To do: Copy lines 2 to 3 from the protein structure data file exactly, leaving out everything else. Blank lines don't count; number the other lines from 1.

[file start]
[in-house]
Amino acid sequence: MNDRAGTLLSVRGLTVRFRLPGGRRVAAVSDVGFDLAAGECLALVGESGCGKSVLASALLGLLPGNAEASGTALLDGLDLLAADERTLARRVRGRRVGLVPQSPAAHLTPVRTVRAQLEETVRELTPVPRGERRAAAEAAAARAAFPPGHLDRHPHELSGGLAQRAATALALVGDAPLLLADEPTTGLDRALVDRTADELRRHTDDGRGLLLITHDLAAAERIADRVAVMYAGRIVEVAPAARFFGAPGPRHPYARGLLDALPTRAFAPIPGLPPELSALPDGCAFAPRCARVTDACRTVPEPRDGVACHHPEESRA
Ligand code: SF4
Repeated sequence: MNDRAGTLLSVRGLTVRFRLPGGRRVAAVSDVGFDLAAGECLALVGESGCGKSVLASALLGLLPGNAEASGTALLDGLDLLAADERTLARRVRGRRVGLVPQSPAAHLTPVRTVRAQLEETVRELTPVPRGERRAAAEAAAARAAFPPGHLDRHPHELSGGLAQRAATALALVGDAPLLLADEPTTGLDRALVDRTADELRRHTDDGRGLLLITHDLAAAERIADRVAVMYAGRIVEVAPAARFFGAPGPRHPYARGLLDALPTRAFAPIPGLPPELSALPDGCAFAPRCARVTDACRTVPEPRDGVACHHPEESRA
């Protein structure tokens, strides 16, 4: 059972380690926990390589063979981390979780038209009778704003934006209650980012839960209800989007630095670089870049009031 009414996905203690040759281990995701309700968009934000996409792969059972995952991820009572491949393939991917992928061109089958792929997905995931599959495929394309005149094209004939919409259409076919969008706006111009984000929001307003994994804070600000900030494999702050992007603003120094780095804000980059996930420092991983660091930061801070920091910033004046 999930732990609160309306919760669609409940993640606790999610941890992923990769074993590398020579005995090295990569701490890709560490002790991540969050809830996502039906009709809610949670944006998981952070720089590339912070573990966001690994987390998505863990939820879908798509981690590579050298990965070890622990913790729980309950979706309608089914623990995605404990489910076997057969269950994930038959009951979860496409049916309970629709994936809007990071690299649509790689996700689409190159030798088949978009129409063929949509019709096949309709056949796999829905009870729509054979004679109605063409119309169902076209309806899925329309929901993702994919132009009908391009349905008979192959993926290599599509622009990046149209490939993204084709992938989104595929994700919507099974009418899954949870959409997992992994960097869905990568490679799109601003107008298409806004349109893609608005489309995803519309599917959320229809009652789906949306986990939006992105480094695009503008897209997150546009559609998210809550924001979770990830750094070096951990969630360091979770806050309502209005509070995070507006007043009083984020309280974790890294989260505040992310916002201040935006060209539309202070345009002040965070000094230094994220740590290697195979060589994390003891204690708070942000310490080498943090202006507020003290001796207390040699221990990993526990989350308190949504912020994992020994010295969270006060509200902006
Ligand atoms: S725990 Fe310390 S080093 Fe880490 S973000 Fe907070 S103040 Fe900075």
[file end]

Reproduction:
Amino acid sequence: MNDRAGTLLSVRGLTVRFRLPGGRRVAAVSDVGFDLAAGECLALVGESGCGKSVLASALLGLLPGNAEASGTALLDGLDLLAADERTLARRVRGRRVGLVPQSPAAHLTPVRTVRAQLEETVRELTPVPRGERRAAAEAAAARAAFPPGHLDRHPHELSGGLAQRAATALALVGDAPLLLADEPTTGLDRALVDRTADELRRHTDDGRGLLLITHDLAAAERIADRVAVMYAGRIVEVAPAARFFGAPGPRHPYARGLLDALPTRAFAPIPGLPPELSALPDGCAFAPRCARVTDACRTVPEPRDGVACHHPEESRA
Ligand code: SF4